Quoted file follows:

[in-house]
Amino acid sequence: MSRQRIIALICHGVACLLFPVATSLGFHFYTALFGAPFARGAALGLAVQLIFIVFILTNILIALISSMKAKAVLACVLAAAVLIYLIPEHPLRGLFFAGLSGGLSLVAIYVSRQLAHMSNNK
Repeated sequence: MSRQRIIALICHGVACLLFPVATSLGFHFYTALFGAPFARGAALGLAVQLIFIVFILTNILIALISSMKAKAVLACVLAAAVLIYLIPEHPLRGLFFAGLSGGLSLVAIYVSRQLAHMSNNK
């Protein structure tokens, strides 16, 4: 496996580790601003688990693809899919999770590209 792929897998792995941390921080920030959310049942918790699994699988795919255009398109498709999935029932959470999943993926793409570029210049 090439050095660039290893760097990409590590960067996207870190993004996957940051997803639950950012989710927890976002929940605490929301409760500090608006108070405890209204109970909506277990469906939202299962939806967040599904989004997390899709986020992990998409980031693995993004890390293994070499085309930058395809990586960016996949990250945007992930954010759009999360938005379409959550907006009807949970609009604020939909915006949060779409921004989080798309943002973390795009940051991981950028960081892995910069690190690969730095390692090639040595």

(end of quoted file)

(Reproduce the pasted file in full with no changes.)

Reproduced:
[in-house]
Amino acid sequence: MSRQRIIALICHGVACLLFPVATSLGFHFYTALFGAPFARGAALGLAVQLIFIVFILTNILIALISSMKAKAVLACVLAAAVLIYLIPEHPLRGLFFAGLSGGLSLVAIYVSRQLAHMSNNK
Repeated sequence: MSRQRIIALICHGVACLLFPVATSLGFHFYTALFGAPFARGAALGLAVQLIFIVFILTNILIALISSMKAKAVLACVLAAAVLIYLIPEHPLRGLFFAGLSGGLSLVAIYVSRQLAHMSNNK
């Protein structure tokens, strides 16, 4: 496996580790601003688990693809899919999770590209 792929897998792995941390921080920030959310049942918790699994699988795919255009398109498709999935029932959470999943993926793409570029210049 090439050095660039290893760097990409590590960067996207870190993004996957940051997803639950950012989710927890976002929940605490929301409760500090608006108070405890209204109970909506277990469906939202299962939806967040599904989004997390899709986020992990998409980031693995993004890390293994070499085309930058395809990586960016996949990250945007992930954010759009999360938005379409959550907006009807949970609009604020939909915006949060779409921004989080798309943002973390795009940051991981950028960081892995910069690190690969730095390692090639040595």